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Technology networks: the autocatalytic origins of innovation


  • Lorenzo Napolitano
  • Evangelos Evangelou
  • Emanuele Pugliese
  • Paolo Zeppini

    (GREDEG - Groupe de Recherche en Droit, Economie et Gestion - UNS - Université Nice Sophia Antipolis (... - 2019) - COMUE UCA - COMUE Université Côte d'Azur (2015 - 2019) - CNRS - Centre National de la Recherche Scientifique - UCA - Université Côte d'Azur)

  • Graham Room


We analyse the autocatalytic structure of technological networks and evaluate its significance for the dynamics of innovation patenting. To this aim, we define a directed network of technological fields based on the International Patents Classification, in which a source node is connected to a receiver node via a link if patenting activity in the source field anticipates patents in the receiver field in the same region more frequently than we would expect at random. We show that the evolution of the technology network is compatible with the presence of a growing autocatalytic structure, i.e. a portion of the network in which technological fields mutually benefit from being connected to one another. We further show that technological fields in the core of the autocatalytic set display greater fitness, i.e. they tend to appear in a greater number of patents, thus suggesting the presence of positive spillovers as well as positive reinforcement. Finally, we observe that core shifts take place whereby different groups of technology fields alternate within the autocatalytic structure; this points to the importance of recombinant innovation taking place between close as well as distant fields of the hierarchical classification of technological fields.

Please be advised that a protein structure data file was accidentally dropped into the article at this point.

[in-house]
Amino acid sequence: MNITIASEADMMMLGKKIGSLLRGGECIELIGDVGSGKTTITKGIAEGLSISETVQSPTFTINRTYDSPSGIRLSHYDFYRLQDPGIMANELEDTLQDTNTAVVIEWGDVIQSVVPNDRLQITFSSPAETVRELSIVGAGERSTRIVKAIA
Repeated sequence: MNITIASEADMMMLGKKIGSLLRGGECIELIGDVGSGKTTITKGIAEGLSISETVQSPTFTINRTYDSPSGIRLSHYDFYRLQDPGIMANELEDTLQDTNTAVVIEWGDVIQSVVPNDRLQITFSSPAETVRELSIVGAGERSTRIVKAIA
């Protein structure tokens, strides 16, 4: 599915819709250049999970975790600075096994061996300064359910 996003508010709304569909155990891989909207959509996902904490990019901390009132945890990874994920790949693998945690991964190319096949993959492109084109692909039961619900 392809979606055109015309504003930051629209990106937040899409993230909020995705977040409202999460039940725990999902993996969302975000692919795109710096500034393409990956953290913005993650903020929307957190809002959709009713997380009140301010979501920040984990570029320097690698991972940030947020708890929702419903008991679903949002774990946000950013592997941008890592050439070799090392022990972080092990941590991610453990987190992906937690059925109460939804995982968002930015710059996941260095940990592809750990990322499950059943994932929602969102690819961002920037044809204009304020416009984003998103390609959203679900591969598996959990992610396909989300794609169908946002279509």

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  • Lorenzo Napolitano & Evangelos Evangelou & Emanuele Pugliese & Paolo Zeppini & Graham Room, 2018. "Technology networks: the autocatalytic origins of innovation," Post-Print halshs-01952447, HAL.
  • Handle: RePEc:hal:journl:halshs-01952447
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    References listed on IDEAS

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    Cited by:

    1. Ott, Ingrid & Savin, Ivan & Konop, Chris, 2021. "Tracing the evolution of service robotics: Insights from a topic modeling approach," Kiel Working Papers 2180, Kiel Institute for the World Economy (IfW).
    2. Emanuele Pugliese & Lorenzo Napolitano & Matteo Chinazzi & Guido Chiarotti, 2019. "The Emergence of Innovation Complexity at Different Geographical and Technological Scales," Papers 1909.05604,
    3. Lorenzo Napolitano & Angelica Sbardella & Davide Consoli & Nicolo Barbieri & Francois Perruchas, 2020. "Green Innovation and Income Inequality: A Complex System Analysis," SPRU Working Paper Series 2020-11, SPRU - Science Policy Research Unit, University of Sussex Business School.
    4. Anton Pichler & Franc{c}ois Lafond & J. Doyne Farmer, 2020. "Technological interdependencies predict innovation dynamics," Papers 2003.00580,

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